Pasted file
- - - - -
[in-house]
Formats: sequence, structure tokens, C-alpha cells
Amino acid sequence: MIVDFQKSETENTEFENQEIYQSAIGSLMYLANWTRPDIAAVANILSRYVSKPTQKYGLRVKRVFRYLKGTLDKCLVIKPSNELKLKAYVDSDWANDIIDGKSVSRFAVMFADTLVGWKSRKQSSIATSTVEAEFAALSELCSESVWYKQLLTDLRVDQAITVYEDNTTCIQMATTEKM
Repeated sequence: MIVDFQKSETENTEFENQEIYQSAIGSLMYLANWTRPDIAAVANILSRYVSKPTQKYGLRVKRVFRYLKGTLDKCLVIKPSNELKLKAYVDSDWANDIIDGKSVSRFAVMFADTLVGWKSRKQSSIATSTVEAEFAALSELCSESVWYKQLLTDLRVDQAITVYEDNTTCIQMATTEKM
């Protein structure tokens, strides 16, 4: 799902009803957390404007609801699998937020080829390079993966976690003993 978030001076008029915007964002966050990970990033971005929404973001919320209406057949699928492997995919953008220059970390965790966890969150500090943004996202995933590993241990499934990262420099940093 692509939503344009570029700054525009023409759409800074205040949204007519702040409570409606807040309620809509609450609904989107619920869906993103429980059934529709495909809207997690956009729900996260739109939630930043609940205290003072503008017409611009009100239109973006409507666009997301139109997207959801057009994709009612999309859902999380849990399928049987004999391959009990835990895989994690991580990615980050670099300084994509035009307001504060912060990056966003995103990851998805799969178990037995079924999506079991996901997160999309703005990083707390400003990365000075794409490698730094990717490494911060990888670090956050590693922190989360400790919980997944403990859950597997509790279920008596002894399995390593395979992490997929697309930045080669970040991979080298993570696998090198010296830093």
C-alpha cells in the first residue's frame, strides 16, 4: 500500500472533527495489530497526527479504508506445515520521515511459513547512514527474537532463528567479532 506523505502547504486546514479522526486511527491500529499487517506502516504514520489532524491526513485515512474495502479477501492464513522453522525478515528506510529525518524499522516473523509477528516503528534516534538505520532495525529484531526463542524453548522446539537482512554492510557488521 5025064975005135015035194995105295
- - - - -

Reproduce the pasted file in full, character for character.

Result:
[in-house]
Formats: sequence, structure tokens, C-alpha cells
Amino acid sequence: MIVDFQKSETENTEFENQEIYQSAIGSLMYLANWTRPDIAAVANILSRYVSKPTQKYGLRVKRVFRYLKGTLDKCLVIKPSNELKLKAYVDSDWANDIIDGKSVSRFAVMFADTLVGWKSRKQSSIATSTVEAEFAALSELCSESVWYKQLLTDLRVDQAITVYEDNTTCIQMATTEKM
Repeated sequence: MIVDFQKSETENTEFENQEIYQSAIGSLMYLANWTRPDIAAVANILSRYVSKPTQKYGLRVKRVFRYLKGTLDKCLVIKPSNELKLKAYVDSDWANDIIDGKSVSRFAVMFADTLVGWKSRKQSSIATSTVEAEFAALSELCSESVWYKQLLTDLRVDQAITVYEDNTTCIQMATTEKM
């Protein structure tokens, strides 16, 4: 799902009803957390404007609801699998937020080829390079993966976690003993 978030001076008029915007964002966050990970990033971005929404973001919320209406057949699928492997995919953008220059970390965790966890969150500090943004996202995933590993241990499934990262420099940093 692509939503344009570029700054525009023409759409800074205040949204007519702040409570409606807040309620809509609450609904989107619920869906993103429980059934529709495909809207997690956009729900996260739109939630930043609940205290003072503008017409611009009100239109973006409507666009997301139109997207959801057009994709009612999309859902999380849990399928049987004999391959009990835990895989994690991580990615980050670099300084994509035009307001504060912060990056966003995103990851998805799969178990037995079924999506079991996901997160999309703005990083707390400003990365000075794409490698730094990717490494911060990888670090956050590693922190989360400790919980997944403990859950597997509790279920008596002894399995390593395979992490997929697309930045080669970040991979080298993570696998090198010296830093």
C-alpha cells in the first residue's frame, strides 16, 4: 500500500472533527495489530497526527479504508506445515520521515511459513547512514527474537532463528567479532 506523505502547504486546514479522526486511527491500529499487517506502516504514520489532524491526513485515512474495502479477501492464513522453522525478515528506510529525518524499522516473523509477528516503528534516534538505520532495525529484531526463542524453548522446539537482512554492510557488521 5025064975005135015035194995105295